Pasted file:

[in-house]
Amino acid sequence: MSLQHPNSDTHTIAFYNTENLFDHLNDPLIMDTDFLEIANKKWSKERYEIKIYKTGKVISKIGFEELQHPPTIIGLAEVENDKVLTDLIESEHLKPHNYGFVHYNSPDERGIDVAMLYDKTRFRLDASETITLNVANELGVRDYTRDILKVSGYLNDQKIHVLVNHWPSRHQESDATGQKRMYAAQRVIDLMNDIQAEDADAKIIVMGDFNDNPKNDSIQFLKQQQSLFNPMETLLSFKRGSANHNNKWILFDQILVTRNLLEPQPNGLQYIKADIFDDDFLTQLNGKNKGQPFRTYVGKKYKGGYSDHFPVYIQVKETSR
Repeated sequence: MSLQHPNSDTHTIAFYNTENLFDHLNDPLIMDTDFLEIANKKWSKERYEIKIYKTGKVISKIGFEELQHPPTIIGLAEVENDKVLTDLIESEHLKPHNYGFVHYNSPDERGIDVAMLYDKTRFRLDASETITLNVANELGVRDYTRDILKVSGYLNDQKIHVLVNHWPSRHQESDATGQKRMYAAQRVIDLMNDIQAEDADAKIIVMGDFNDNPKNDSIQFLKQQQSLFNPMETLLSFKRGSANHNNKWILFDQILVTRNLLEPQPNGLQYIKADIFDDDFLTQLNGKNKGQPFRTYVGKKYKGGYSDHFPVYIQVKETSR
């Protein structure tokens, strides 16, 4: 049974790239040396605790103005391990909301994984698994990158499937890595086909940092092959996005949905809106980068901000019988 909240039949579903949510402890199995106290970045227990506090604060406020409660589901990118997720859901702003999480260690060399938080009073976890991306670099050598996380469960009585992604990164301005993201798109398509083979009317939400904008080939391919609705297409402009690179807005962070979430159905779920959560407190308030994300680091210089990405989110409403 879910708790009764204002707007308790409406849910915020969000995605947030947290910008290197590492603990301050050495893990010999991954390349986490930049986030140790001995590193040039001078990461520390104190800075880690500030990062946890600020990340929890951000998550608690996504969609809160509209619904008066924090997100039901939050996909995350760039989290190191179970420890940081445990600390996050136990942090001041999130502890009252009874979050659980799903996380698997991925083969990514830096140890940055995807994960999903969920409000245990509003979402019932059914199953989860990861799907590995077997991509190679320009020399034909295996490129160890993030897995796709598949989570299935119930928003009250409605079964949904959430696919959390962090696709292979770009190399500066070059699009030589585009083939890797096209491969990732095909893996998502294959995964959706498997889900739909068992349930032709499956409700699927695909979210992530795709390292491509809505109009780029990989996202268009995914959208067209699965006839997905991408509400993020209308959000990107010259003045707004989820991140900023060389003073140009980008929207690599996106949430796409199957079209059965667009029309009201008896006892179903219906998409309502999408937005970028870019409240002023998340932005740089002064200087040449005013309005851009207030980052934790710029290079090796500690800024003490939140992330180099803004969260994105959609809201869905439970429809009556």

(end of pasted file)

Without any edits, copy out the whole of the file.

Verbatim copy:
[in-house]
Amino acid sequence: MSLQHPNSDTHTIAFYNTENLFDHLNDPLIMDTDFLEIANKKWSKERYEIKIYKTGKVISKIGFEELQHPPTIIGLAEVENDKVLTDLIESEHLKPHNYGFVHYNSPDERGIDVAMLYDKTRFRLDASETITLNVANELGVRDYTRDILKVSGYLNDQKIHVLVNHWPSRHQESDATGQKRMYAAQRVIDLMNDIQAEDADAKIIVMGDFNDNPKNDSIQFLKQQQSLFNPMETLLSFKRGSANHNNKWILFDQILVTRNLLEPQPNGLQYIKADIFDDDFLTQLNGKNKGQPFRTYVGKKYKGGYSDHFPVYIQVKETSR
Repeated sequence: MSLQHPNSDTHTIAFYNTENLFDHLNDPLIMDTDFLEIANKKWSKERYEIKIYKTGKVISKIGFEELQHPPTIIGLAEVENDKVLTDLIESEHLKPHNYGFVHYNSPDERGIDVAMLYDKTRFRLDASETITLNVANELGVRDYTRDILKVSGYLNDQKIHVLVNHWPSRHQESDATGQKRMYAAQRVIDLMNDIQAEDADAKIIVMGDFNDNPKNDSIQFLKQQQSLFNPMETLLSFKRGSANHNNKWILFDQILVTRNLLEPQPNGLQYIKADIFDDDFLTQLNGKNKGQPFRTYVGKKYKGGYSDHFPVYIQVKETSR
């Protein structure tokens, strides 16, 4: 049974790239040396605790103005391990909301994984698994990158499937890595086909940092092959996005949905809106980068901000019988 909240039949579903949510402890199995106290970045227990506090604060406020409660589901990118997720859901702003999480260690060399938080009073976890991306670099050598996380469960009585992604990164301005993201798109398509083979009317939400904008080939391919609705297409402009690179807005962070979430159905779920959560407190308030994300680091210089990405989110409403 879910708790009764204002707007308790409406849910915020969000995605947030947290910008290197590492603990301050050495893990010999991954390349986490930049986030140790001995590193040039001078990461520390104190800075880690500030990062946890600020990340929890951000998550608690996504969609809160509209619904008066924090997100039901939050996909995350760039989290190191179970420890940081445990600390996050136990942090001041999130502890009252009874979050659980799903996380698997991925083969990514830096140890940055995807994960999903969920409000245990509003979402019932059914199953989860990861799907590995077997991509190679320009020399034909295996490129160890993030897995796709598949989570299935119930928003009250409605079964949904959430696919959390962090696709292979770009190399500066070059699009030589585009083939890797096209491969990732095909893996998502294959995964959706498997889900739909068992349930032709499956409700699927695909979210992530795709390292491509809505109009780029990989996202268009995914959208067209699965006839997905991408509400993020209308959000990107010259003045707004989820991140900023060389003073140009980008929207690599996106949430796409199957079209059965667009029309009201008896006892179903219906998409309502999408937005970028870019409240002023998340932005740089002064200087040449005013309005851009207030980052934790710029290079090796500690800024003490939140992330180099803004969260994105959609809201869905439970429809009556």